NoDAPL March in Washington DC

As Colorado and other states eliminate Columbus Day as a holiday, it might seem as if our society has begun to repudiate the legacy of a slave trader/explorer who fed Spain’s lust for gold by trafficking in, and annihilating, native peoples. In truth, we continue to celebrate it.

We celebrate it every time the desires of the dominant culture override the concerns of native peoples about destruction of their homelands and sacred sites. Despite relentless legal and political resistance from affected tribes, Canadian oil that is produced by converting forests to sand pits recently began flowing through the Enbridge Line 3 pipeline.

Earlier this year, a federal court ordered the federal government to reassess the environmental impacts of the Dakota Access Pipeline, yet the Biden administration is allowing it to continue to operate.

In the coming days, it is likely that, over the objections of native people, including the Fort McDermitt Paiute-Shoshone Tribe and Atsa Koodakuh Wyh Nuwu/People of Red Mountain, backhoes will claw into Thacker Pass, Nevada, a relatively pristine desert landscape and site of a U.S. Cavalry massacre of Paiutes. Thacker Pass contains the largest lithium reserves in the United States. The mine will destroy nearly 5,700 acres to fuel the “green energy” revolution touted by advocates of the Green New Deal.

Affected tribes and native activists asked U.S. District Court Judge Miranda Du to stop the excavation, which she declined to do. The federal-agency defendants “do not dispute that the Tribes consider the entire Thacker Pass area sacred,” Judge Du stated. Regardless, she noted that the tribes lack the “right to prevent all digging in the entire Project area” and instead are entitled only to consultation with U.S. officials.

What Columbus achieved through bloodshed and savagery is now accomplished with paper weapons wielded in a federal court.

Judge Du’s blunt statement about the toothless legal recourse available to tribes also reveals the white supremacy embedded in federal law. In 1823, in Johnson v. McIntosh, Justice John Marshall cited the “superior genius” of Europe as justification for federal dominance over native nations. Marshall acknowledged how “extravagant the pretension of converting the discovery of an inhabited country into conquest may appear.” Still, “if the principle has been asserted in the first instance, and afterwards sustained; if a country has been acquired and held under it; if the property of the great mass of the community originates in it, it becomes the law of the land and cannot be questioned.”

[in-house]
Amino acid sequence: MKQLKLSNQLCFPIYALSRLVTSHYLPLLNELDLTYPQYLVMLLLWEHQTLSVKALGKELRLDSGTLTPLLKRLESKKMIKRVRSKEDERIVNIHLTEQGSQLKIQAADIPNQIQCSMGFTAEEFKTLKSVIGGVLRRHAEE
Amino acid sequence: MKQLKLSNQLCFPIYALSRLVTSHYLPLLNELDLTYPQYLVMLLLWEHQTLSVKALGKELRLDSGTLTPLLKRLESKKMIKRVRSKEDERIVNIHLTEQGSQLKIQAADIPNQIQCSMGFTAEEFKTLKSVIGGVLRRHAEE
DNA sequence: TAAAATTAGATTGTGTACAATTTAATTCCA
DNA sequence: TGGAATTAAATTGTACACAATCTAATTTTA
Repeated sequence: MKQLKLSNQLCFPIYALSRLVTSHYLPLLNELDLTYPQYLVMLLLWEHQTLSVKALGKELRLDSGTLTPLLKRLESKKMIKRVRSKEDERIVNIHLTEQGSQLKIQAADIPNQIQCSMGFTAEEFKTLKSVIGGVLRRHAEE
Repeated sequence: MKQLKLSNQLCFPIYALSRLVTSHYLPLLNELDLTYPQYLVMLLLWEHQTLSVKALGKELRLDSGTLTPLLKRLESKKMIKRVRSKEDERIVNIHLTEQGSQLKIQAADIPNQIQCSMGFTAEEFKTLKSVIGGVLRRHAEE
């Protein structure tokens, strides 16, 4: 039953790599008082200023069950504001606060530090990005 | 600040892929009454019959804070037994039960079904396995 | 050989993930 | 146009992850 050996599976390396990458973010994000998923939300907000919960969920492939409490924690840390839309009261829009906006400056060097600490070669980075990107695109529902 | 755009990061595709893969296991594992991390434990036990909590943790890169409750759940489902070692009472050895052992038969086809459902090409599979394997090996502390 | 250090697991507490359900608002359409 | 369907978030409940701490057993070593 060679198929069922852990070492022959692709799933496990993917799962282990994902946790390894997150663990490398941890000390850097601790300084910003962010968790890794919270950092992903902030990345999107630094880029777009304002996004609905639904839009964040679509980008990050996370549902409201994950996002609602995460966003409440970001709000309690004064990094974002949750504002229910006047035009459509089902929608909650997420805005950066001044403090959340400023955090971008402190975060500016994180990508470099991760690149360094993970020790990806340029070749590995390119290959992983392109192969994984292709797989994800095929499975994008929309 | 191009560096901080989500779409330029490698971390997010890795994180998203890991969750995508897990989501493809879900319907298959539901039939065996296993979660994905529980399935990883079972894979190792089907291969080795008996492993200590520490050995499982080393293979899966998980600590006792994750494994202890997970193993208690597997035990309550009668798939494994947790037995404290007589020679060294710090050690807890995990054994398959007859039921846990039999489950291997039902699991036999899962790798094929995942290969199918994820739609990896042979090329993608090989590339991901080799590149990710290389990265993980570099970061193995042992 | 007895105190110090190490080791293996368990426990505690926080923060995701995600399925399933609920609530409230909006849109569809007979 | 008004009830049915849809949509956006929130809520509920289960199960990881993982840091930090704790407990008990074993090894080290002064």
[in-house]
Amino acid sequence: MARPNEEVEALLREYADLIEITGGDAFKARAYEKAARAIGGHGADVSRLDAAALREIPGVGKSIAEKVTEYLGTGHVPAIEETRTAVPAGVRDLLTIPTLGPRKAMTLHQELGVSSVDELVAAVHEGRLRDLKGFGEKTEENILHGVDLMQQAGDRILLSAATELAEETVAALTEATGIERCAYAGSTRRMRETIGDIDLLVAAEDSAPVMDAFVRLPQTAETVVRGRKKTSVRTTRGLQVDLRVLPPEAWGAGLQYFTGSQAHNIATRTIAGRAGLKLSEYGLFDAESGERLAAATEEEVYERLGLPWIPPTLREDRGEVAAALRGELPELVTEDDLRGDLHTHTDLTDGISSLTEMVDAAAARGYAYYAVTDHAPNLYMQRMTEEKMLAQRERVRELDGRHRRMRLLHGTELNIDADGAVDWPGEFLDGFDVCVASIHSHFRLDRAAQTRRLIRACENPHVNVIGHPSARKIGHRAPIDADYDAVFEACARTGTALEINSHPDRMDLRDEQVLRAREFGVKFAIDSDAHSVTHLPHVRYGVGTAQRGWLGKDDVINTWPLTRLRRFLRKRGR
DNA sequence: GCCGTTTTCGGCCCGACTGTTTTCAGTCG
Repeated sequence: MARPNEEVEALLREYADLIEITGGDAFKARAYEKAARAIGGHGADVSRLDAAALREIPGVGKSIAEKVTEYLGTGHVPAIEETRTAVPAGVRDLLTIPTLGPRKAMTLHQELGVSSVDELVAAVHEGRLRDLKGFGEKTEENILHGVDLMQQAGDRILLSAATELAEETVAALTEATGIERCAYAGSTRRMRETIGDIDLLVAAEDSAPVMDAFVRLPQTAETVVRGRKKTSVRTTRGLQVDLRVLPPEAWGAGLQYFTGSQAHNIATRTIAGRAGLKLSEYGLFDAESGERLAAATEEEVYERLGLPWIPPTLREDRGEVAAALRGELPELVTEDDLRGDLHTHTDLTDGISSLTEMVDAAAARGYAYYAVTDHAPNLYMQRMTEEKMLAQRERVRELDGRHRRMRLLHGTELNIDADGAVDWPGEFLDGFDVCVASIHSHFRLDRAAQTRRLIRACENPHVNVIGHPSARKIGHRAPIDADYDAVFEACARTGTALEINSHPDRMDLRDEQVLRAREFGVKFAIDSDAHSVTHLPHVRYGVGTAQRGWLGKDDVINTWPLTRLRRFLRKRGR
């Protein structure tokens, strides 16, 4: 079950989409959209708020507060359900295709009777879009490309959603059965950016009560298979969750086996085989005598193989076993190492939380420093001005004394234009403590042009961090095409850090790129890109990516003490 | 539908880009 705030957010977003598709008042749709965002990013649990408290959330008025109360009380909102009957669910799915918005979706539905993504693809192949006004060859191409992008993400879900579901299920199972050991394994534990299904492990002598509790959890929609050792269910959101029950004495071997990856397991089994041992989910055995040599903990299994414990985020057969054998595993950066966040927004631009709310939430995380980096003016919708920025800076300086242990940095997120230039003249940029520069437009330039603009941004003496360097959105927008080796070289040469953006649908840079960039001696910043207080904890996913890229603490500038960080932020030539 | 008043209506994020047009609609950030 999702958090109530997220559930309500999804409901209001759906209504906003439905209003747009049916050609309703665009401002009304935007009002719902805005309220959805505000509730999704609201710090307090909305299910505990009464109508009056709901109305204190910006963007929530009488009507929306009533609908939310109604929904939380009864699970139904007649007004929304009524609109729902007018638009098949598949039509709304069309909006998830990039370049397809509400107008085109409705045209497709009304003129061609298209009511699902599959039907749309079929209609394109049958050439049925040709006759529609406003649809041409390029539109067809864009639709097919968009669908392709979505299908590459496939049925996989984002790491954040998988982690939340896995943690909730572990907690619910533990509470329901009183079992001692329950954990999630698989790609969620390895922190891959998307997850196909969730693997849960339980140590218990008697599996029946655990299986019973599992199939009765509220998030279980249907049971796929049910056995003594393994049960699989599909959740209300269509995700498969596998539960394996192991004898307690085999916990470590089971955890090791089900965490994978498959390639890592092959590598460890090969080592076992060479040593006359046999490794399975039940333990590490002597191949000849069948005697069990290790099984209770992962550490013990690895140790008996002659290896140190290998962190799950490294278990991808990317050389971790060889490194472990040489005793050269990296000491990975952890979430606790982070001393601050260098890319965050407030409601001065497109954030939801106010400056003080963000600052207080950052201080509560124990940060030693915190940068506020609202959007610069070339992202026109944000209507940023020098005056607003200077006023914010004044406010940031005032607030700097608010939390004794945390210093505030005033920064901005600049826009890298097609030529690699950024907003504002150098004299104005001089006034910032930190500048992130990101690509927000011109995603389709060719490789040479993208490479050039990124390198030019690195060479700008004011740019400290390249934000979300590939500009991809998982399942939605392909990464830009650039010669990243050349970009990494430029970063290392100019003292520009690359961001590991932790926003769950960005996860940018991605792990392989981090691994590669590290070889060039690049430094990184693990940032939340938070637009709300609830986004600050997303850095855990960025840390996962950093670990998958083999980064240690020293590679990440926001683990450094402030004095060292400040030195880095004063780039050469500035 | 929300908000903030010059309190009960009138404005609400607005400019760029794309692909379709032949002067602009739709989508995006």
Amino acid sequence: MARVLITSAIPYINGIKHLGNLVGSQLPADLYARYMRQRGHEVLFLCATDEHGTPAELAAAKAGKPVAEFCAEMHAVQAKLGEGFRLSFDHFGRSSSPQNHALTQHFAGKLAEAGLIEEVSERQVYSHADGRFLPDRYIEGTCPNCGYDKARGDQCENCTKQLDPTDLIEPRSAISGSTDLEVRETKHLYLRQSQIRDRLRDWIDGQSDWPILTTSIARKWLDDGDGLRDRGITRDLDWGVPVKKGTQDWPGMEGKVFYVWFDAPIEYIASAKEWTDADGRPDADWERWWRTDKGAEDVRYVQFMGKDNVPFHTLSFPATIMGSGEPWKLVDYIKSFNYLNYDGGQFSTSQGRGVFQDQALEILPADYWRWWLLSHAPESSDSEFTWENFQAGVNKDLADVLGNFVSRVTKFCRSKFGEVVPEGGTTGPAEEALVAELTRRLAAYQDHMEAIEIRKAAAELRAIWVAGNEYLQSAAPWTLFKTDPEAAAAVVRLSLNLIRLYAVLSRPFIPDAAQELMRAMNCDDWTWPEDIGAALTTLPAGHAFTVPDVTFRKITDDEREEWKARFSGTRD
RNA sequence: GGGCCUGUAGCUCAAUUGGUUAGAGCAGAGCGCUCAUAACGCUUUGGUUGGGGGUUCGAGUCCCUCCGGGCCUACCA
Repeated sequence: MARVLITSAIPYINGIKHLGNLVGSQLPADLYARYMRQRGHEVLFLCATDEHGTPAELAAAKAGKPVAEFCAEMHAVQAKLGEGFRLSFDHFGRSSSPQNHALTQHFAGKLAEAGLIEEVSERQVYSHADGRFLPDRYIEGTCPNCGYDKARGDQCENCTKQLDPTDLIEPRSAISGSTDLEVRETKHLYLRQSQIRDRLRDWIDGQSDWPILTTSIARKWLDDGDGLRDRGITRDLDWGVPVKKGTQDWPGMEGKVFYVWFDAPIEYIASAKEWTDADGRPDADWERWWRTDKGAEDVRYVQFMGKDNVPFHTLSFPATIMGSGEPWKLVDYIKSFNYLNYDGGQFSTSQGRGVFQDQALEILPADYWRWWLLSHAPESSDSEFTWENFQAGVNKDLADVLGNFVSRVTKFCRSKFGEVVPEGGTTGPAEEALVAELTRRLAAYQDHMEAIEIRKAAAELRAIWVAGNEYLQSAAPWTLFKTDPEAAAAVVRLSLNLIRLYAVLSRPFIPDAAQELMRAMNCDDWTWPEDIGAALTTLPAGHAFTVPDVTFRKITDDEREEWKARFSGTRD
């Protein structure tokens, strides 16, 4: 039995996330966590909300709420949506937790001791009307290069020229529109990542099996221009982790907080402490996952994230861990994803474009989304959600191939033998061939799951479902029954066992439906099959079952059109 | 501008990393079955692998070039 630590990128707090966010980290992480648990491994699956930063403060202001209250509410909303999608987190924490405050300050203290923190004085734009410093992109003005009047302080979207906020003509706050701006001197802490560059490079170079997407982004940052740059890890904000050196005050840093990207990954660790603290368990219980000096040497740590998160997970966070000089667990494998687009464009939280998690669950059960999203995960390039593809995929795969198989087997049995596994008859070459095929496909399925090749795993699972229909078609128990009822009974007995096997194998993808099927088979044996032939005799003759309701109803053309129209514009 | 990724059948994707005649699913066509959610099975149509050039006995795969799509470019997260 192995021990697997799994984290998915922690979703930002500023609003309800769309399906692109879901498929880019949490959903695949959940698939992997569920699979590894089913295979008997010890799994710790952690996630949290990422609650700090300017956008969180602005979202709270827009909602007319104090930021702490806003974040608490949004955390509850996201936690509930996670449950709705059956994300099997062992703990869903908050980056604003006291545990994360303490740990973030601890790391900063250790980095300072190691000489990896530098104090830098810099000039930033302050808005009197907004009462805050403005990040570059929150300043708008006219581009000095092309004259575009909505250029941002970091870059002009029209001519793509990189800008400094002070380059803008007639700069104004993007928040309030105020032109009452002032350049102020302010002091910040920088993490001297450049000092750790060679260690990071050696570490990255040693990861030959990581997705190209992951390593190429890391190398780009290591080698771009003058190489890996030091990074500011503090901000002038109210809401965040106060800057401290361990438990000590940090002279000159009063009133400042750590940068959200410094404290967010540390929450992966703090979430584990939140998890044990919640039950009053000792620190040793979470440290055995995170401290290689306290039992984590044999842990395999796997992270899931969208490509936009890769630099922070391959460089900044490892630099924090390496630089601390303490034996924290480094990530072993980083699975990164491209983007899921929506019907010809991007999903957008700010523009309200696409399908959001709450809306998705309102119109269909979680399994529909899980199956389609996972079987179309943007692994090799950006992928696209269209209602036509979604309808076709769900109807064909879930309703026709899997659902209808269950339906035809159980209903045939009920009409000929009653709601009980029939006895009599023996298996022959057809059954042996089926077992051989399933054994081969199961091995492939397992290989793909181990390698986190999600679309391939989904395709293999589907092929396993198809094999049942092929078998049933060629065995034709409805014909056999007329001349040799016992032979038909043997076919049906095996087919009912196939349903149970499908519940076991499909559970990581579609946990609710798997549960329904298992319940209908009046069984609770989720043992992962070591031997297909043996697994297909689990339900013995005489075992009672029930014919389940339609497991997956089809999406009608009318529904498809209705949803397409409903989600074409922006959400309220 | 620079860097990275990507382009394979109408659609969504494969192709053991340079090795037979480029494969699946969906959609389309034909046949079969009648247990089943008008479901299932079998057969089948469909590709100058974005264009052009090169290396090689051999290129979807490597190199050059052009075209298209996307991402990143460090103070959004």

Nearly 200 years after Marshall invoked the “Doctrine of Discovery,” the fundamental relationship between native nations and the U.S. government is unchanged. Despite occasional pledges from presidents to honor native rights, those promises are mostly gimmicks designed to distract from the day in, day out policy choices that undermine native rights through federal approval of projects like the Thacker Pass lithium mine and the Dakota Access and Enbridge pipelines.

The Obama administration endorsed the UN Declaration on the Rights of Indigenous Peoples, which requires states to obtain “free, prior and informed consent” before taking actions that affect native peoples, yet that endorsement has had no effect on approval of massive projects so destructive to native lands. For this reason, the Biden administration should immediately enforce those protections in federal permitting decisions. The U.S. Senate should adopt a resolution endorsing the UN Declaration and explicitly repudiate the white supremacy of Johnson v. McIntosh. Only then will Columbus’s legacy be in doubt.

Karen Breslin is an attorney and teaches political science at Metropolitan State University of Denver.

Originally published in CommonDreams.org

This work is licensed under Creative Commons (CC BY-NC-ND 3.0). Feel free to republish and share widely.


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